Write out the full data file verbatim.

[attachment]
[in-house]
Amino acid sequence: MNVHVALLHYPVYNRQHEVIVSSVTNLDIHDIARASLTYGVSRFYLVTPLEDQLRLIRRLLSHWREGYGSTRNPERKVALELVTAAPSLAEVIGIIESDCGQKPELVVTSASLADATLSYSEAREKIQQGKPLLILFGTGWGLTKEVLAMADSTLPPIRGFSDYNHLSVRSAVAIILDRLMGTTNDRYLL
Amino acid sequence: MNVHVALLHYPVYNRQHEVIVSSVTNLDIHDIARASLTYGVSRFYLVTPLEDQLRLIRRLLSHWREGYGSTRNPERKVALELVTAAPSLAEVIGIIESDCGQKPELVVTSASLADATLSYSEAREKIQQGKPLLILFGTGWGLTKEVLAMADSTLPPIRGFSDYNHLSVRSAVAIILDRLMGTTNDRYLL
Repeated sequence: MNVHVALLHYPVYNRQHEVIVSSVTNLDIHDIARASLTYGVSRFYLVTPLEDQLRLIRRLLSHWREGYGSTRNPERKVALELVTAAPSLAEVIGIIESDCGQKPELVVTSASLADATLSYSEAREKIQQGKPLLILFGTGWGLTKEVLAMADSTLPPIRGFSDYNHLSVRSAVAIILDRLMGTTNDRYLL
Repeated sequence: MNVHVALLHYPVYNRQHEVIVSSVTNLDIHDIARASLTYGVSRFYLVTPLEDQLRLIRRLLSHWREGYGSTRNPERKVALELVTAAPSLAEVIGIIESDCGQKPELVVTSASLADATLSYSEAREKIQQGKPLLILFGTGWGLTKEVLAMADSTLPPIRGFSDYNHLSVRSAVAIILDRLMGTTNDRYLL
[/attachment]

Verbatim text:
[in-house]
Amino acid sequence: MNVHVALLHYPVYNRQHEVIVSSVTNLDIHDIARASLTYGVSRFYLVTPLEDQLRLIRRLLSHWREGYGSTRNPERKVALELVTAAPSLAEVIGIIESDCGQKPELVVTSASLADATLSYSEAREKIQQGKPLLILFGTGWGLTKEVLAMADSTLPPIRGFSDYNHLSVRSAVAIILDRLMGTTNDRYLL
Amino acid sequence: MNVHVALLHYPVYNRQHEVIVSSVTNLDIHDIARASLTYGVSRFYLVTPLEDQLRLIRRLLSHWREGYGSTRNPERKVALELVTAAPSLAEVIGIIESDCGQKPELVVTSASLADATLSYSEAREKIQQGKPLLILFGTGWGLTKEVLAMADSTLPPIRGFSDYNHLSVRSAVAIILDRLMGTTNDRYLL
Repeated sequence: MNVHVALLHYPVYNRQHEVIVSSVTNLDIHDIARASLTYGVSRFYLVTPLEDQLRLIRRLLSHWREGYGSTRNPERKVALELVTAAPSLAEVIGIIESDCGQKPELVVTSASLADATLSYSEAREKIQQGKPLLILFGTGWGLTKEVLAMADSTLPPIRGFSDYNHLSVRSAVAIILDRLMGTTNDRYLL
Repeated sequence: MNVHVALLHYPVYNRQHEVIVSSVTNLDIHDIARASLTYGVSRFYLVTPLEDQLRLIRRLLSHWREGYGSTRNPERKVALELVTAAPSLAEVIGIIESDCGQKPELVVTSASLADATLSYSEAREKIQQGKPLLILFGTGWGLTKEVLAMADSTLPPIRGFSDYNHLSVRSAVAIILDRLMGTTNDRYLL